Already have an account?
Get back to the

Cosmetic Dentists: The 7 Best At-Home Ways To Whiten Sensitive Teeth

Get the most "white" for the least "ouch" — for $100s less than in-office whitening


Woman's World has affiliate partnerships. We receive compensation when you click on a link and make a purchase. Learn more!

Our teeth seem to lose a bit more luster every year, dimming our smile and confidence. And while whitening and brightening our teeth is a relatively simple and oftentimes, low-cost process, the sting that it can bring on for people with sensitive teeth can have us hesitant to try it. Luckily, there are teeth whitening for sensitive teeth products on the market that are more likely to work without creating the pesky zaps and zings that those of us with sensitive teeth are way too familiar with. That means they can take years off your look — pain-free.

What causes teeth yellowing

Throughout our 40s, most yellowing is due to a buildup of surface stains from things like berries, coffee and wine, explains Lana Rozenberg, DDS, a cosmetic dentist in New York City. Once we hit 50, the surface enamel on teeth starts to weaken, Dr. Rozenberg explains, allowing stains to seep into the “cracks.” By the time 60 rolls around, as enamel erodes, it exposes dentin, the gray or yellow layer under the tooth’s surface. This leads to dull discoloration, plus makes teeth more prone to sensitivity ­— the sharp zings we get when we eat or drink something hot or cold. And that means the more intense whitening methods we used in the past can be too painful now. 

What causes teeth sensitivity — and how does whitening worsen it?

During whitening, there are little tubes inside our teeth that “open up” and allow for the whitening product like hydrogen peroxide to travel toward the nerves of the teeth with much more ease than normal, explains Lawrence Fung, DDS, of Silicon Beach Dental in Culver City, California. This can manifest in what he calls a “slight pain, which is the zing, like when you eat or drink something cold.” 

If your teeth are sensitive to begin with, you’re more prone to sensitivity during whitening. “Some of the main culprits in teeth sensitivity include gum recession (usually from brushing improperly) and lost enamel due to overzealous brushing or acid erosion,” explains Michael Kosdon, DDS, a cosmetic dentist in New York City. “People who grind and clench their teeth can cause hypersensitivity due to chipped/damaged enamel. Lastly, people who have cavities and extensive dental work like deep fillings and crowns can have a lot of sensitivity.”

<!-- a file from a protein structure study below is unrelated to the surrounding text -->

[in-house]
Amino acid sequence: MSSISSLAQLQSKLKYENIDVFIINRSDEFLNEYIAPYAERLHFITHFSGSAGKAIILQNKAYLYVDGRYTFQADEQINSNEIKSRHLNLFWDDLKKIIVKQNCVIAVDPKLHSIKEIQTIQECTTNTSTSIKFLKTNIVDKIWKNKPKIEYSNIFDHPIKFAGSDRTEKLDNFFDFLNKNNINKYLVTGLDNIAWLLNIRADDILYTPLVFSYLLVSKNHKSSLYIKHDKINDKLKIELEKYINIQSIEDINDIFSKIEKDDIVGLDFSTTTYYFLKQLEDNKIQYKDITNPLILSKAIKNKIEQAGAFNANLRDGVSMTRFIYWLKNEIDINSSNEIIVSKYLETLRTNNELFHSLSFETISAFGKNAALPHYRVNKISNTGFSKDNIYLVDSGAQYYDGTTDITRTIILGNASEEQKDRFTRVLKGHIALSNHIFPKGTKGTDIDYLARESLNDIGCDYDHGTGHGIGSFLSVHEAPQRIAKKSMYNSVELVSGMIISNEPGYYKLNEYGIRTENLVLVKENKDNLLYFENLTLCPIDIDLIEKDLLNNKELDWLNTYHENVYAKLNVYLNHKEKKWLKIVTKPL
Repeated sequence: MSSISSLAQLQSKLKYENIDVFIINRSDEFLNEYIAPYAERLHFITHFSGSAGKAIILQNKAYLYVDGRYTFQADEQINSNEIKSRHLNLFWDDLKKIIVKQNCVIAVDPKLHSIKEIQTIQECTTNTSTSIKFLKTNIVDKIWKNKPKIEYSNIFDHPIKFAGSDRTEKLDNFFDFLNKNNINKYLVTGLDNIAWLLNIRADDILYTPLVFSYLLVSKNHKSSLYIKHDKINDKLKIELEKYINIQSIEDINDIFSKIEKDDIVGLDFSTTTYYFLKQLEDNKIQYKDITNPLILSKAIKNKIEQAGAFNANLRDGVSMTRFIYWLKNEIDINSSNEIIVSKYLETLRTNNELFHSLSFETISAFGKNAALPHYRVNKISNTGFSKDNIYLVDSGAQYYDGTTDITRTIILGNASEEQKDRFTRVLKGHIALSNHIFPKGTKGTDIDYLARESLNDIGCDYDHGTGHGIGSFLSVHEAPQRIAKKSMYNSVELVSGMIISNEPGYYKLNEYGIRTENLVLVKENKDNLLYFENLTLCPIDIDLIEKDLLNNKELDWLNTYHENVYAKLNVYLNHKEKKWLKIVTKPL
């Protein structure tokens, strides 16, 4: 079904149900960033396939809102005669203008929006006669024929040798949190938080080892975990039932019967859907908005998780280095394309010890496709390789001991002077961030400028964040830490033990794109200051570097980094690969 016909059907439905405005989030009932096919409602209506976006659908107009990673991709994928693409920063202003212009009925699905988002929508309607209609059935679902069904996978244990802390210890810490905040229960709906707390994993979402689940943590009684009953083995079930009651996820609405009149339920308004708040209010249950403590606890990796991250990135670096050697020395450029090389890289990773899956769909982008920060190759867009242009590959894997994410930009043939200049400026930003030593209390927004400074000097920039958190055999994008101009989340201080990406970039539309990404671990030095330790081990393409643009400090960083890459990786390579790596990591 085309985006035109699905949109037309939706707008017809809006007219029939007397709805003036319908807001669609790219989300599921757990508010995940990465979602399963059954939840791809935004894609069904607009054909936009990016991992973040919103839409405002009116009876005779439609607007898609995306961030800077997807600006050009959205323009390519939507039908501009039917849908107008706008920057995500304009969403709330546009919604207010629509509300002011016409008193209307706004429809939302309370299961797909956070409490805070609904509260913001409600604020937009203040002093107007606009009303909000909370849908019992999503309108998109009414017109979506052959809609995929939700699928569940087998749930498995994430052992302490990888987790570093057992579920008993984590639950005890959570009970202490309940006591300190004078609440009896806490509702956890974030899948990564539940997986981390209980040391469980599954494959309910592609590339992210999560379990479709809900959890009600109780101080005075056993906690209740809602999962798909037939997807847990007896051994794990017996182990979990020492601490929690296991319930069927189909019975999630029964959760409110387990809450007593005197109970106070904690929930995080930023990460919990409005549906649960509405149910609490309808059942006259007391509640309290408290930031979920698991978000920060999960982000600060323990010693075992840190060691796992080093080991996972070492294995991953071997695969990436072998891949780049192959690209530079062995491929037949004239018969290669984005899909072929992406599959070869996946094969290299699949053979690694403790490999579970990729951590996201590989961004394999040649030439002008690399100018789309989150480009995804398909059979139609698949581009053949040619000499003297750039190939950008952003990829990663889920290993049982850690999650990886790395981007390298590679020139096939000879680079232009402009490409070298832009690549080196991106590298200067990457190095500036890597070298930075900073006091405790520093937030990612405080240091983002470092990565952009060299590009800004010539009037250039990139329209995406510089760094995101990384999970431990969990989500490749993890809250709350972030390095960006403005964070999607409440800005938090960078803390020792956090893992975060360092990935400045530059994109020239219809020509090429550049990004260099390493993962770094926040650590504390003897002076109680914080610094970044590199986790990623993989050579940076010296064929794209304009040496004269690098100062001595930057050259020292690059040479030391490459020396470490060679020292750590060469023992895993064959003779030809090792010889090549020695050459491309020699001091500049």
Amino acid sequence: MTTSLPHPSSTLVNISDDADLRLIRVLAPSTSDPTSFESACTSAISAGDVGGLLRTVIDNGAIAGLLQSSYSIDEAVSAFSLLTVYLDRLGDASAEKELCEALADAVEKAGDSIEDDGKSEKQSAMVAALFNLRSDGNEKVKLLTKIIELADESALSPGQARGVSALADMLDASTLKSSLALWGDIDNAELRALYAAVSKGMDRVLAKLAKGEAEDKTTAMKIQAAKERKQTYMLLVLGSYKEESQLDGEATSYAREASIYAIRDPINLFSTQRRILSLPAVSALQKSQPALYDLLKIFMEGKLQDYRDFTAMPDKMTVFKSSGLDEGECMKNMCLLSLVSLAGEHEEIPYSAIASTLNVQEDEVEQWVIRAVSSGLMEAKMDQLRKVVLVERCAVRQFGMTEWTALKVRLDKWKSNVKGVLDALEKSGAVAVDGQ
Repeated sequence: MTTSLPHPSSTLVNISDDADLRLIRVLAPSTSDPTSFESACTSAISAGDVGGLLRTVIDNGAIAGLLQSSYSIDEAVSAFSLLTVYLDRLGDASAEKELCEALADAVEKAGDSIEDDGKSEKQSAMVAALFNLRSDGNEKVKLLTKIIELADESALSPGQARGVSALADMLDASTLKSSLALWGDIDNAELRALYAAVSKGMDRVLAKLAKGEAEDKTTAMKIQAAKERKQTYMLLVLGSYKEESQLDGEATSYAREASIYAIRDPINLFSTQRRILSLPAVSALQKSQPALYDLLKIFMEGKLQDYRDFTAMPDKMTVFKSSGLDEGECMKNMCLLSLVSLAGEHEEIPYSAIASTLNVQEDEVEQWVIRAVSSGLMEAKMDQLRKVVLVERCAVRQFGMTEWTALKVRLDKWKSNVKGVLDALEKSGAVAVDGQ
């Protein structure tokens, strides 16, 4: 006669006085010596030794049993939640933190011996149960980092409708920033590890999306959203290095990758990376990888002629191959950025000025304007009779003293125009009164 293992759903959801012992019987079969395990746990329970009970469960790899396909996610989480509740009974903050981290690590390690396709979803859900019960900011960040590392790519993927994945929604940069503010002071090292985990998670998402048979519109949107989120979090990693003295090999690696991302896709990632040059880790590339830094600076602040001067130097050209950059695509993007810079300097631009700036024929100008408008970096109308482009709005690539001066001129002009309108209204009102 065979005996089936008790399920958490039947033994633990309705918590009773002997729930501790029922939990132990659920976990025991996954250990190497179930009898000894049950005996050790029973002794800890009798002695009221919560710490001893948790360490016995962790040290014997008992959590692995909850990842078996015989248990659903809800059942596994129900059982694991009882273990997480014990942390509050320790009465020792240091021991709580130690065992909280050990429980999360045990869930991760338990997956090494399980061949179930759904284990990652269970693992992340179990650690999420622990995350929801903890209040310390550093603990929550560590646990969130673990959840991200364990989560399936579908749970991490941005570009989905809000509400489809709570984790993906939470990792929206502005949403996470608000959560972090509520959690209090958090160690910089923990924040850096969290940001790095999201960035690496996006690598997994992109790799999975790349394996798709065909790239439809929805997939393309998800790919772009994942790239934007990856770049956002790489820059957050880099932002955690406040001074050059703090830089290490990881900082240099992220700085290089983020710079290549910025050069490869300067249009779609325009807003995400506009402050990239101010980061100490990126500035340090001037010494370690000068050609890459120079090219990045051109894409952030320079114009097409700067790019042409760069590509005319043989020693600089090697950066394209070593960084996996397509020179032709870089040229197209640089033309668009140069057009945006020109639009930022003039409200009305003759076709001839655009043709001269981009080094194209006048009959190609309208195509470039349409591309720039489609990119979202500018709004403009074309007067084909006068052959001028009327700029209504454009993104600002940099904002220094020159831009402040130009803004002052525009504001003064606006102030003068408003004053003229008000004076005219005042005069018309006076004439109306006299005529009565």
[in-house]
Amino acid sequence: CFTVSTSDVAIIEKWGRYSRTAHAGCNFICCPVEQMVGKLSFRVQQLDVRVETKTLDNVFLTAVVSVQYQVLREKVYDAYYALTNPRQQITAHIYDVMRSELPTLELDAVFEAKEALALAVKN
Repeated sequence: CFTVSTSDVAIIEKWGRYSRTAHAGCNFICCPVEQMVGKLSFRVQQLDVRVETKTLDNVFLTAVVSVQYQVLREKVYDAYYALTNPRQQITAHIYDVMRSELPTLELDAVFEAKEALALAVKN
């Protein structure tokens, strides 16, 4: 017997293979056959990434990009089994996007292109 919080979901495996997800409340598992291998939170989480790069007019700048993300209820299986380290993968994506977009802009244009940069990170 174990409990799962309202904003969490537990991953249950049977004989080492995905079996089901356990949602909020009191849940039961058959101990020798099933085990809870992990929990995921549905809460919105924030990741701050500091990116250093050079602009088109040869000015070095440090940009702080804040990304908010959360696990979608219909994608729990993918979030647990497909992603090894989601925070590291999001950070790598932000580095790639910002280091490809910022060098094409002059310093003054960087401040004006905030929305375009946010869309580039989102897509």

The amount of birthday candles on your cake can be a factor too. Dr. Kosdon explains that not only do our gums typically recede over the years, but “from normal wear and tear, teeth get shorter over time as the enamel slowly wears away, exposing dentin which is the yellowish color material directly beneath the protective enamel.” The whitening result? Ouch.

Related: Dentists Finally Settle the Debate on Using Mouthwash Before or After Brushing

The best teeth whitening for sensitive teeth products

Collage of products for teeth whitening for sensitive teeth.

Is it safe to whiten with sensitivity?

For mild cases of sensitivity, it’s generally considered safe to whiten occasionally — though it’s smart to check with your dentist just in case. 

“For sensitive teeth, there are two options: either whiten at home with a low-concentration over-the-counter white strip system or do an in-office treatment,” says Dr. Fung. Some may want to go the in-office route. Dr. Dalit Yadegaran, DMD, also of Silicon Beach Dental, says, “If you have gum recession, in-office whitening is recommended because your dentist will place a barrier over the areas of exposed root structure. A downside to at-home whitening is that unless the strips or trays are custom-molded to your teeth, the strips and trays are made off a generic template which doesn’t account for gum recession, which may leave you with more sensitivity.” 

However, if your dentist clears you for an at-home treatment, Dr. Kosdon points out that looking for gentle products marked for sensitive teeth can be a better way to go, as they often have lower concentrations of the ingredients known to cause sensitivity like hydrogen peroxide. He adds, “You can try using the at-home products every other day and for less time to minimize the sensitivity.” Dr. Yadegaran agrees, explaining she recommends to her patients that with whitening products “moderation is key.” For example, she says, “It’s best to use a whitening toothpaste for the few days leading up to an event, and a non-whitening toothpaste for the rest of the week.”  

What are the best at-home whiteners for sensitive teeth?

According to our experts and user reviews, these are the best options out there for people who want a DIY brighter smile without the agony:

Colgate Optic White Renewal Toothpaste

best overall toothpaste
Colgate Optic White Toothpaste 2 pack for whitening with sensitive teeth.

Buy from Amazon, $12.99 (2 pack)

Why we like it